Reduce your caffeine consumption
Caffeine is a stimulant and for millions of us, it is an essential part of our daily lives. As with everything in life, caffeine should be taken in moderation. If you are finding that you are jittery and anxious all the time then it might be time to cut back.
Moreover, if you are finding that you cannot sleep at night, then that might also be a symptom of an overreliance on caffeine. So it might not be the quantity of the caffeine you consume but when in the day you consume it.
Avoiding procrastination should be one of your top new year’s resolutions. Whilst it can help with productivity, it is also good for managing your stress. Staying on top of your priorities means you are not constantly trying to stay above water. Work on the things that need to get done immediately, and give yourself blocks of time where you will work uninterrupted. Working more efficiently within these blocks of time will also give you more free time to truly relax.
Avoid unhealthy habits
One of the more common signs of burnout is engaging with unhealthy coping mechanisms. A study by the Yale University School of Medicine showed that ‘denial, disengagement, self-blame, substance abuse, and venting were associated with greater burnout. Drinking excessively and smoking are two such coping mechanisms.
Create an open environment with your colleagues and employees
During the pandemic, people have felt increasingly isolated from one another. So before you go to your manager, consider talking to a colleague first. After all, many people find talking to their boss intimidating, particularly when it is about something as personal as burnout. A colleague may provide that extra level of support that is needed when you are feeling burned out.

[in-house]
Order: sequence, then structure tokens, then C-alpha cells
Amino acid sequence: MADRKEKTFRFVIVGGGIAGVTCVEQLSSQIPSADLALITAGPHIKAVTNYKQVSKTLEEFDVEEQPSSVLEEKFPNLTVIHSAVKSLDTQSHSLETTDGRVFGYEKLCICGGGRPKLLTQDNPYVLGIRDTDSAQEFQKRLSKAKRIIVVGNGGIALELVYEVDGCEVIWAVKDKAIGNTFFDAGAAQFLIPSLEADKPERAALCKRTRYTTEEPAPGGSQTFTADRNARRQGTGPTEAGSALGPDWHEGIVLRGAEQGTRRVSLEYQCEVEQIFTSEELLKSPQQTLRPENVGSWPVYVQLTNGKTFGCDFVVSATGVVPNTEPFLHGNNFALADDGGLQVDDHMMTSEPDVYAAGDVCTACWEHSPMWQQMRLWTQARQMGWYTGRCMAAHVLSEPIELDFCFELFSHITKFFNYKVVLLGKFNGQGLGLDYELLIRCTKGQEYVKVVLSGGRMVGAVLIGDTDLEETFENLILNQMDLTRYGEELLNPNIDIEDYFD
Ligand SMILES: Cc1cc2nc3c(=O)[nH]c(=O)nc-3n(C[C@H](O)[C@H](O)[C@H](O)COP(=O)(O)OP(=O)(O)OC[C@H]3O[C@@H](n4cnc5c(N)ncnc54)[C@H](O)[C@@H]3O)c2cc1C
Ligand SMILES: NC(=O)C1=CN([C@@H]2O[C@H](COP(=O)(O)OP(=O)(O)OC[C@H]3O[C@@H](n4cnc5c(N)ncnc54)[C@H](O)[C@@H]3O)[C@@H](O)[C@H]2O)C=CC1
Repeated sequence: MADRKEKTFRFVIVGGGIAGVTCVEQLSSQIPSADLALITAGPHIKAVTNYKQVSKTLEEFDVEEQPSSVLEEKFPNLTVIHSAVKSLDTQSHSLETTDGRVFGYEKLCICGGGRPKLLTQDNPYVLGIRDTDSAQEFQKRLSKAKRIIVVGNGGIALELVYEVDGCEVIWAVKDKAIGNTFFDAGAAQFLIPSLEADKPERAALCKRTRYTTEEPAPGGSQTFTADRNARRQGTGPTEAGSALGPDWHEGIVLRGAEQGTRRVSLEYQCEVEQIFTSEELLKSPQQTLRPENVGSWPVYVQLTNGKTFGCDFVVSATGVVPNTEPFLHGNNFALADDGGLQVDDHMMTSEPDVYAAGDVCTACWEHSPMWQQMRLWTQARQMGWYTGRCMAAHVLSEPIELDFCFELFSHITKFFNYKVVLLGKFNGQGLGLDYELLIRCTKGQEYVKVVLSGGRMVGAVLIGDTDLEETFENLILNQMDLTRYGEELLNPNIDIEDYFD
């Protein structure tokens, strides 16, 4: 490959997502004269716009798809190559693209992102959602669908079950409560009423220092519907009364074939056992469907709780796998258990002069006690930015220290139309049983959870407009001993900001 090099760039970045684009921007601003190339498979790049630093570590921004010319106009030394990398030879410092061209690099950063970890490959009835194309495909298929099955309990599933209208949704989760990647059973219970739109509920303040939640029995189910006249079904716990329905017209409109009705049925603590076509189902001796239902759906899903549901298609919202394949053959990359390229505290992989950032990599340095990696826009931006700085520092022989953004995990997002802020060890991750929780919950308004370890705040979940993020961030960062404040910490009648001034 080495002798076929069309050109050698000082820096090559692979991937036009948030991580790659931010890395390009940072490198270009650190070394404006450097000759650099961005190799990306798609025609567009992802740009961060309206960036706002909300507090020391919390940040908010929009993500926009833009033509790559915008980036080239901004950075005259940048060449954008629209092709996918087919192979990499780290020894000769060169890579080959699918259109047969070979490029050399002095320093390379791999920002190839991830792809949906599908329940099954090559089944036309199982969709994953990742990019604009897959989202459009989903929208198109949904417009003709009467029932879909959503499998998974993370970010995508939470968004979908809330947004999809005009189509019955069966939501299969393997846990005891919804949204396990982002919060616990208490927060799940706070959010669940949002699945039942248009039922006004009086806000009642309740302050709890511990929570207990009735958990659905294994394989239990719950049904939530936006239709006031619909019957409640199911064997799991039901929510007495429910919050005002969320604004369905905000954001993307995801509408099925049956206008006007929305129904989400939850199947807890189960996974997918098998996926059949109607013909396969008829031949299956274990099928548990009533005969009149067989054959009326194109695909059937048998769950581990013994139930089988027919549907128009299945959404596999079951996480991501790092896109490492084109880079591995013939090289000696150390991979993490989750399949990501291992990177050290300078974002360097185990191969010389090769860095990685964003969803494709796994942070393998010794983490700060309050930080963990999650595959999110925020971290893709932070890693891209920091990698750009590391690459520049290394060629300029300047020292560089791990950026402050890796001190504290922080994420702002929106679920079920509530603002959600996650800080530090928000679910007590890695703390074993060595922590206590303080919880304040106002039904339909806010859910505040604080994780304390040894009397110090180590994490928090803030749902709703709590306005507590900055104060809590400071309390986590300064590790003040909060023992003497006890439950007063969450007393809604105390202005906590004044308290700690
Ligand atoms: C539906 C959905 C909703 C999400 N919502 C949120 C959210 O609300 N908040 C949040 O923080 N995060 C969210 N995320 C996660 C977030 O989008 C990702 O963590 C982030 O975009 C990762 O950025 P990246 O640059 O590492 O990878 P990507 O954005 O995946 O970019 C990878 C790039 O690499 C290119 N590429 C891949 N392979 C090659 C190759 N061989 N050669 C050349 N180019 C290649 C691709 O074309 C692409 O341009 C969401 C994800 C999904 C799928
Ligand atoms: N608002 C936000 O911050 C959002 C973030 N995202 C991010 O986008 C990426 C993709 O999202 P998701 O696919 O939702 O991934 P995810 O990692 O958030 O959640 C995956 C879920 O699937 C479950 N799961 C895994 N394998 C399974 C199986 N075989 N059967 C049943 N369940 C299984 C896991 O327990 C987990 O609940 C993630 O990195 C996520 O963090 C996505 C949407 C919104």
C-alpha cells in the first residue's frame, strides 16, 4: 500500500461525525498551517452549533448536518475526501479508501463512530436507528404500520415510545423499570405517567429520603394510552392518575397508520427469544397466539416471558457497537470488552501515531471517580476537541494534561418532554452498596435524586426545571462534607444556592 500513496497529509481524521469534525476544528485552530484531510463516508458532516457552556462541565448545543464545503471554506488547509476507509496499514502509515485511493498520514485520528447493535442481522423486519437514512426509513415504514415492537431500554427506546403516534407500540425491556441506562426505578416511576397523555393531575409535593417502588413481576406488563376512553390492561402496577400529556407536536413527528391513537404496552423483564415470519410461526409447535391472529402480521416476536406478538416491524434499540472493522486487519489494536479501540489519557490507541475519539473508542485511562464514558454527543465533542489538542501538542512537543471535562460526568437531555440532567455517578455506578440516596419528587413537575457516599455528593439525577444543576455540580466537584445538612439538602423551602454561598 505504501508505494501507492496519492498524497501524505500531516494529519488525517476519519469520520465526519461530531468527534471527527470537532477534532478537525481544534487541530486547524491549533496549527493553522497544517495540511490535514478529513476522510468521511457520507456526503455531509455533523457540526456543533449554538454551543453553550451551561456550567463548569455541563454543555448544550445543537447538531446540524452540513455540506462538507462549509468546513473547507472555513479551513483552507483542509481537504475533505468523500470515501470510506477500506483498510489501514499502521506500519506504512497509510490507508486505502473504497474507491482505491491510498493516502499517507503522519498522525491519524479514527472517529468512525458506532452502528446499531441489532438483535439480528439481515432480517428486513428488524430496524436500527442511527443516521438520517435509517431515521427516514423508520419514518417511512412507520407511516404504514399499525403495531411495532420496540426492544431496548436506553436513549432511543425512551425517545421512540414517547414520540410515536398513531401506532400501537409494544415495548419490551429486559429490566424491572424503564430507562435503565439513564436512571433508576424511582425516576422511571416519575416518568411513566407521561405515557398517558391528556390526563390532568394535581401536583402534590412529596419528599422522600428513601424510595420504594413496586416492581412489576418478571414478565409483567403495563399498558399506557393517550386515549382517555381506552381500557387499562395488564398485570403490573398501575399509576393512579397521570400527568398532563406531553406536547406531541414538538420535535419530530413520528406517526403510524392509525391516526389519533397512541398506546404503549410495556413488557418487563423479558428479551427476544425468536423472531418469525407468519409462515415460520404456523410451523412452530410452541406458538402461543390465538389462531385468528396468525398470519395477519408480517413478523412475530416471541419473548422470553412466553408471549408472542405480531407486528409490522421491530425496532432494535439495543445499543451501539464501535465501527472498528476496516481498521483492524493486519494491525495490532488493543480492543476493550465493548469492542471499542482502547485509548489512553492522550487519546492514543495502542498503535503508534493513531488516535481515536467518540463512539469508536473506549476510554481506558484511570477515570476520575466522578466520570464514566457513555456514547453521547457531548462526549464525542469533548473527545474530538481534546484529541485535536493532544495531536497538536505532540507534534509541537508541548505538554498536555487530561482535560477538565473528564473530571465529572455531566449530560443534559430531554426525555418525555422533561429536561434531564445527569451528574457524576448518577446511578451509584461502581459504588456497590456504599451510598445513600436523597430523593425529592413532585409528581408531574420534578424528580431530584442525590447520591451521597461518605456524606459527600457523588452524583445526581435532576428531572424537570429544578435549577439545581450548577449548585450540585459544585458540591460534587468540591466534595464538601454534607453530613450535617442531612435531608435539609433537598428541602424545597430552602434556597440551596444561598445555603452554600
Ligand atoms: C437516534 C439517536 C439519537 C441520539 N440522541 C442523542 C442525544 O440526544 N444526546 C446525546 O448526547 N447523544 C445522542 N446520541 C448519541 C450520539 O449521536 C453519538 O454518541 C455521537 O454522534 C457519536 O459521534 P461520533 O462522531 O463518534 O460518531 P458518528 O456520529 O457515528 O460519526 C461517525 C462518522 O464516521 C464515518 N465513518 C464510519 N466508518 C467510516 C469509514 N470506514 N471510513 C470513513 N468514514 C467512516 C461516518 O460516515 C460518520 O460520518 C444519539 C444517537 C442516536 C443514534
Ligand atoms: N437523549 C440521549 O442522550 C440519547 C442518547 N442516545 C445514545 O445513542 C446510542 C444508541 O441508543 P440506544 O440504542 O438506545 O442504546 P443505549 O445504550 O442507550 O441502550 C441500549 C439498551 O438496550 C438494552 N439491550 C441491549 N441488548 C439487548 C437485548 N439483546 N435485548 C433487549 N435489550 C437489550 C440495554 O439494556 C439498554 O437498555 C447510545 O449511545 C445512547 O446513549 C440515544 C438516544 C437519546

Explaining all your responsibilities to a colleague may help put the amount of work you are doing in context. If your colleague agrees that you have far too much responsibility, then that will give you the additional boost of confidence needed to talk to your manager.
Moreover, a colleague could open up about their experience with burnout and provide useful resources that can alleviate your stress. At the very least, opening up to someone will be a boost to your mental wellbeing in itself and could get you ready for that important talk with your manager.
Ultimately, creating that ever-important open environment will allow you to confide in others, alleviate stress and become less burned out.
ALSO READ: 20 Habits of Highly Successful People
Learn to ask for help
Asking for help might sound like the simplest solution in the world, but people do often find it difficult to confide in others when they are going through a tough time. However, asking your manager for help is imperative in ensuring that your physical and mental well-being doesn’t suffer.
If you are worried that your manager will think you are burned out because you are no longer passionate about the job, then don’t. A recent Deloitte survey showed that whilst 87 per cent of professionals say they are passionate about their current job, 64 per cent say they are frequently stressed. It’s this chronic stress that leads to burnout and is why you should ask for help.
Be confident in the fact that you are not blaming anyone for being burned out and that you are trying to do what’s best for yourself and your team. Working alongside someone who is burned out can put a serious strain on relationships and productivity. So learn to be open in the new year.
Editor’s Note: This piece was co-written by Alex Lovesey, a digital PR Executive at Dark Horse.